Her mother smiled easily and shook her head. “Gabby, I will always be your mother. Wild burros couldn’t drag me away from you.”
But something had. And for most of her life, Gabriella had been left to wonder why she and her father drove away in the night, never to return.
She sighed deeply, turning her thoughts toward Nicolas and then Sammy. She always considered herself lucky that her aunt immigrated to Texas because it’s where she eventually met Nicolas. And when they fell in love and married, she felt as if she were being given a second chance at a family. She had allowed herself to believe this one wouldn’t disappear. And for a while, it looked as if her luck had turned, that she could finally relax and stop worrying that the people she loved would disappear from her life. But the relief hadn’t lasted. While it was true that Nicolas hadn’t disappeared into the night like her parents, he had left all the same.
God, or fate, or whatever it was that controlled things in this world had reached down from the heavens and snatched him away. She felt the disgust gnawing in the pit of her stomach. Again. And now Sammy was showing an interest in knowing this God and she didn’t intend to allow it to go too far. There was just too much uncertainty, too many ways to get hurt. For instance, she reasoned with herself, if there were truly a God, the kind Nicolas spoke of, He must be a cruel one, and she wanted nothing to do with Him. She wouldn’t allow her son to get sucked into the fairy tale either. He’d already been through enough.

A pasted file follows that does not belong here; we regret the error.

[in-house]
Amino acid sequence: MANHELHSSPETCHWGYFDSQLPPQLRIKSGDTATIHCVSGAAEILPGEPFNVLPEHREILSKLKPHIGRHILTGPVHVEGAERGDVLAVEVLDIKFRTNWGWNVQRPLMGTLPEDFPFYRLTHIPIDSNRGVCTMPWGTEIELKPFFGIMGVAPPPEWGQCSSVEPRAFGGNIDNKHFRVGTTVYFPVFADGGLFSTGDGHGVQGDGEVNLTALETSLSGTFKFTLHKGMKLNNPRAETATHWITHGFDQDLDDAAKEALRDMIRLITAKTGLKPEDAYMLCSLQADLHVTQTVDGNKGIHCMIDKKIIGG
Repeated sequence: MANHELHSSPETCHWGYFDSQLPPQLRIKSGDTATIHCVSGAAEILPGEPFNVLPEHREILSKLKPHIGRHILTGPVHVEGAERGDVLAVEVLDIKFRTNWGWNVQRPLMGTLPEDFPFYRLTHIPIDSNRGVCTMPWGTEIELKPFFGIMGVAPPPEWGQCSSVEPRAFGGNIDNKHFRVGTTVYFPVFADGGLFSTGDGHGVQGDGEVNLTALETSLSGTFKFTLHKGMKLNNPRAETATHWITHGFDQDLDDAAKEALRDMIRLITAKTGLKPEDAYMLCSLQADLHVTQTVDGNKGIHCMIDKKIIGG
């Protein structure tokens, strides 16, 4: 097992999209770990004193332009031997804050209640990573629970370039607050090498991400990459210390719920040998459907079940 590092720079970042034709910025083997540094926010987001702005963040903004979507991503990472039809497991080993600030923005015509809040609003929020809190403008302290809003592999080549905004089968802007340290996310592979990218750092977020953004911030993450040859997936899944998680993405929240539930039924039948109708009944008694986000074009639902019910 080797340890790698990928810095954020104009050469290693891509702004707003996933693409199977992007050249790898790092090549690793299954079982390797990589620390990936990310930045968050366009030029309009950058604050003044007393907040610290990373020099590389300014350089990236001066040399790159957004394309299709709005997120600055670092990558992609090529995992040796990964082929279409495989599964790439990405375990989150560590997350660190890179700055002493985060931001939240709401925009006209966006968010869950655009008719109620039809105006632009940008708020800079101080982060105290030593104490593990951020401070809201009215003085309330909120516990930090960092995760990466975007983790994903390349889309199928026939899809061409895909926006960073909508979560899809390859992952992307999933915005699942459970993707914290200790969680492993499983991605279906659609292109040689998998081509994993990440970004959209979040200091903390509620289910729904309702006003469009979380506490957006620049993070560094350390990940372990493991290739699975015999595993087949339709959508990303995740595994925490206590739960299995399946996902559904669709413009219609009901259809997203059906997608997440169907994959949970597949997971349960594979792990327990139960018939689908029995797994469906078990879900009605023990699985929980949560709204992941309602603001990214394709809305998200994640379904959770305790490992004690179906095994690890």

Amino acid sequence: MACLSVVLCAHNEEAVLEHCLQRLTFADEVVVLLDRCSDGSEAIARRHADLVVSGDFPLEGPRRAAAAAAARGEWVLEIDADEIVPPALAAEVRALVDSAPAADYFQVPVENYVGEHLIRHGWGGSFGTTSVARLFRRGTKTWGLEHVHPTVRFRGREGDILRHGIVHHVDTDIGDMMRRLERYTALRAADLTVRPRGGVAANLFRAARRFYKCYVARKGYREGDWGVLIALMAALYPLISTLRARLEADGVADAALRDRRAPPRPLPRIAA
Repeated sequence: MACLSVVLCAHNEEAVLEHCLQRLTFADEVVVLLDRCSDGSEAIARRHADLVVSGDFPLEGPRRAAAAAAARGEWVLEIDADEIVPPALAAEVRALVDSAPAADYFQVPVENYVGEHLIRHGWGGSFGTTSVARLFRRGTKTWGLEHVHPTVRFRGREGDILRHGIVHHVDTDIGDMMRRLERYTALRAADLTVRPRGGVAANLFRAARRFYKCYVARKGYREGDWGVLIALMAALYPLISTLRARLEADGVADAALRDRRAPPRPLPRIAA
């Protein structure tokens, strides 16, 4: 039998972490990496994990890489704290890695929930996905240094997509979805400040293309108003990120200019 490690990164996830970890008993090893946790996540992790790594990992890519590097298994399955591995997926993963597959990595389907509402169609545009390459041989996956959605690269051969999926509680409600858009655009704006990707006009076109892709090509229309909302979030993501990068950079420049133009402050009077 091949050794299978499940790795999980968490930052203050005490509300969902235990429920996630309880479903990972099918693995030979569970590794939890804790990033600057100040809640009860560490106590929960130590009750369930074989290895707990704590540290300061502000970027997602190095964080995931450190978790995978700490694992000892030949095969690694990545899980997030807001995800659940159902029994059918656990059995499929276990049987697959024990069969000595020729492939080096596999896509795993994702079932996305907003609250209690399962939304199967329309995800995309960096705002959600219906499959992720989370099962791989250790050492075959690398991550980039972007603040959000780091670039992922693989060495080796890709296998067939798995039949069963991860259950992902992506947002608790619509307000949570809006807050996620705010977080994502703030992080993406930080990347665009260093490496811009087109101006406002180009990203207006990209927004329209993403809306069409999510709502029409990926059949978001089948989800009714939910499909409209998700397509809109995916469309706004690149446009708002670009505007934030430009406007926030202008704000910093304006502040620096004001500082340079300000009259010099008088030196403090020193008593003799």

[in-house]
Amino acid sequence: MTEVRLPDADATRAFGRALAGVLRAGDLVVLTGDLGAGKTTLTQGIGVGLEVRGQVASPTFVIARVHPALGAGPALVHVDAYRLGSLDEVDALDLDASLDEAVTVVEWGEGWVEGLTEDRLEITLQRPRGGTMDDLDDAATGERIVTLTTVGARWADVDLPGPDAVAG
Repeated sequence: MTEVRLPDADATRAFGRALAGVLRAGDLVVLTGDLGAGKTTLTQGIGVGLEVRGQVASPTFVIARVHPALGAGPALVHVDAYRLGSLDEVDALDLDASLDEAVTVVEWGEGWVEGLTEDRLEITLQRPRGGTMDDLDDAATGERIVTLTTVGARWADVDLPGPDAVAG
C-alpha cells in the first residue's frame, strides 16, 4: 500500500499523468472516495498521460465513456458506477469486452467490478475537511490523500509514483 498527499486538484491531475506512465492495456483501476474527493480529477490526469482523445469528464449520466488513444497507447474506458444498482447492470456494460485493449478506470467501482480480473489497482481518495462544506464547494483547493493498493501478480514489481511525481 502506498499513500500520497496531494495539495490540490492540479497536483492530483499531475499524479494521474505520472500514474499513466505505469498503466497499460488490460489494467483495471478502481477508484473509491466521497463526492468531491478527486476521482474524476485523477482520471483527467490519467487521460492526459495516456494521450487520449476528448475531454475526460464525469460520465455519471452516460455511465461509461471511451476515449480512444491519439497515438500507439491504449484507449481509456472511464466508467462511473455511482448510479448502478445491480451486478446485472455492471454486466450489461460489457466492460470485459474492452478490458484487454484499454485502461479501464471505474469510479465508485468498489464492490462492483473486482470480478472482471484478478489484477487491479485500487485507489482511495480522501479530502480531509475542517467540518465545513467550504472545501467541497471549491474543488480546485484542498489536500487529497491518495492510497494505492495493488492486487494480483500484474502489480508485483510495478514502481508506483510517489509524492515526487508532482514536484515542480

Gabriella saw a swirl of dust in the distance which meant Mona, Raul’s wife, would drive up at any moment. She put down her tea. It was time to get to work.